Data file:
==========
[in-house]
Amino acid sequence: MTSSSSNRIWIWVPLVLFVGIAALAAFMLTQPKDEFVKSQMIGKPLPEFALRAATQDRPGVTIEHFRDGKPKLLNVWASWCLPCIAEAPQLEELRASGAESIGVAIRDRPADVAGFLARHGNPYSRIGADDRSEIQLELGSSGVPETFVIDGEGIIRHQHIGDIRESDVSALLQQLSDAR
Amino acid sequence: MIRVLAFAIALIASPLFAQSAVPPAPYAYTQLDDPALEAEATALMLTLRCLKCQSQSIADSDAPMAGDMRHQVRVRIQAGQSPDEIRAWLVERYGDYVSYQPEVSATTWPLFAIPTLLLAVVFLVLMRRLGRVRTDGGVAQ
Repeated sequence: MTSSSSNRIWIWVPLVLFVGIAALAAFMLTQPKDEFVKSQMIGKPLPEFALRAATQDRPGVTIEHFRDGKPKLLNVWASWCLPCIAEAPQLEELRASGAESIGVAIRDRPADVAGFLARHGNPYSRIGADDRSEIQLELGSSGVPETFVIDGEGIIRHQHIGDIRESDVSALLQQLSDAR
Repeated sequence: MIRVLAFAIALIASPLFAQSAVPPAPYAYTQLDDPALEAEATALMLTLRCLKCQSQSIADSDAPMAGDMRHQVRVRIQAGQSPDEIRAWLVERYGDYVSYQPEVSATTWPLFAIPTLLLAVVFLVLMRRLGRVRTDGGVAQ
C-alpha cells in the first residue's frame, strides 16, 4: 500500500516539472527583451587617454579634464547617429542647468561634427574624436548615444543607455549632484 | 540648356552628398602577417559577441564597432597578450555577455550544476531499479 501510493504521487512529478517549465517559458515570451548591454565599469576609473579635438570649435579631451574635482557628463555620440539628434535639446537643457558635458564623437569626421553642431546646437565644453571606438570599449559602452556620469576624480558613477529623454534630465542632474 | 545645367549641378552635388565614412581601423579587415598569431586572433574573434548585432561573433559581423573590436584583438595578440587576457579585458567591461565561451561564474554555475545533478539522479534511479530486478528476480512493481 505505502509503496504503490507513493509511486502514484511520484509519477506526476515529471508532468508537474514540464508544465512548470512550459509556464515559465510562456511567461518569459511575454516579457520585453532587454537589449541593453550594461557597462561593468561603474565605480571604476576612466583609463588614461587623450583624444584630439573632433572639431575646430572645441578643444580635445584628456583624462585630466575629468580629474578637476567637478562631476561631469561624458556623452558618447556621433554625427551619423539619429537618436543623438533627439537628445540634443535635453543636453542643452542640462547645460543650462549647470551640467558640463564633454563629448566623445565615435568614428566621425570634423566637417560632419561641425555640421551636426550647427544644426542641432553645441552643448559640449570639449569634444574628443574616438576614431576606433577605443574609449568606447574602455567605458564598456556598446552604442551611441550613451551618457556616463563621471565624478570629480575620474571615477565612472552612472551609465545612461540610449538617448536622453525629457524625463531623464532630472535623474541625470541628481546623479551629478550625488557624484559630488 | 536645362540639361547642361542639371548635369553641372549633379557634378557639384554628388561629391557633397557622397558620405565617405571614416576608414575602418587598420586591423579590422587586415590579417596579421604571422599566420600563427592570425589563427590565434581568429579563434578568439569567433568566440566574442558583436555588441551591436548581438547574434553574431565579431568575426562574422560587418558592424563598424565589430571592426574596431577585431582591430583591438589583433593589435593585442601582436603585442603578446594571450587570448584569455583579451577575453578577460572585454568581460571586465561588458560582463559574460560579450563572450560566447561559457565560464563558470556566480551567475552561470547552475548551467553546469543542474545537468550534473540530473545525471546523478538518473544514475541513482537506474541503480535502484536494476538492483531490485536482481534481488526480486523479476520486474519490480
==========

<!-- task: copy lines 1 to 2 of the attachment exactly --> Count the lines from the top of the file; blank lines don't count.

[in-house]
Amino acid sequence: MTSSSSNRIWIWVPLVLFVGIAALAAFMLTQPKDEFVKSQMIGKPLPEFALRAATQDRPGVTIEHFRDGKPKLLNVWASWCLPCIAEAPQLEELRASGAESIGVAIRDRPADVAGFLARHGNPYSRIGADDRSEIQLELGSSGVPETFVIDGEGIIRHQHIGDIRESDVSALLQQLSDAR